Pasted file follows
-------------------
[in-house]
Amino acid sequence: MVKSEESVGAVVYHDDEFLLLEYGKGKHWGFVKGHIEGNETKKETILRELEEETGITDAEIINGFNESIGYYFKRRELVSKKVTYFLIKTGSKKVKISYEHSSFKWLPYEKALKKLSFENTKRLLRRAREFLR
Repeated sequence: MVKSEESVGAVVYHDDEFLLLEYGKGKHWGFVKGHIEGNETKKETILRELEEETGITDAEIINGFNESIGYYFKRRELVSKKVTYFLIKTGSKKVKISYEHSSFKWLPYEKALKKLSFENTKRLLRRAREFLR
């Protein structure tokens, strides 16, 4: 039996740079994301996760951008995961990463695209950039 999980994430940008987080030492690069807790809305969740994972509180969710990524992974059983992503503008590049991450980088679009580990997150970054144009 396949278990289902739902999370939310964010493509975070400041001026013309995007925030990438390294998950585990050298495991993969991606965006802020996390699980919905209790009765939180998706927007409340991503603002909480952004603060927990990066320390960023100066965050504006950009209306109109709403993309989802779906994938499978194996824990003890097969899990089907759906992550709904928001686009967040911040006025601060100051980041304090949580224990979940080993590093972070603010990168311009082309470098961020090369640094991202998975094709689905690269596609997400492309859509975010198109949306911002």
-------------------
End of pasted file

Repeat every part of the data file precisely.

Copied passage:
[in-house]
Amino acid sequence: MVKSEESVGAVVYHDDEFLLLEYGKGKHWGFVKGHIEGNETKKETILRELEEETGITDAEIINGFNESIGYYFKRRELVSKKVTYFLIKTGSKKVKISYEHSSFKWLPYEKALKKLSFENTKRLLRRAREFLR
Repeated sequence: MVKSEESVGAVVYHDDEFLLLEYGKGKHWGFVKGHIEGNETKKETILRELEEETGITDAEIINGFNESIGYYFKRRELVSKKVTYFLIKTGSKKVKISYEHSSFKWLPYEKALKKLSFENTKRLLRRAREFLR
């Protein structure tokens, strides 16, 4: 039996740079994301996760951008995961990463695209950039 999980994430940008987080030492690069807790809305969740994972509180969710990524992974059983992503503008590049991450980088679009580990997150970054144009 396949278990289902739902999370939310964010493509975070400041001026013309995007925030990438390294998950585990050298495991993969991606965006802020996390699980919905209790009765939180998706927007409340991503603002909480952004603060927990990066320390960023100066965050504006950009209306109109709403993309989802779906994938499978194996824990003890097969899990089907759906992550709904928001686009967040911040006025601060100051980041304090949580224990979940080993590093972070603010990168311009082309470098961020090369640094991202998975094709689905690269596609997400492309859509975010198109949306911002």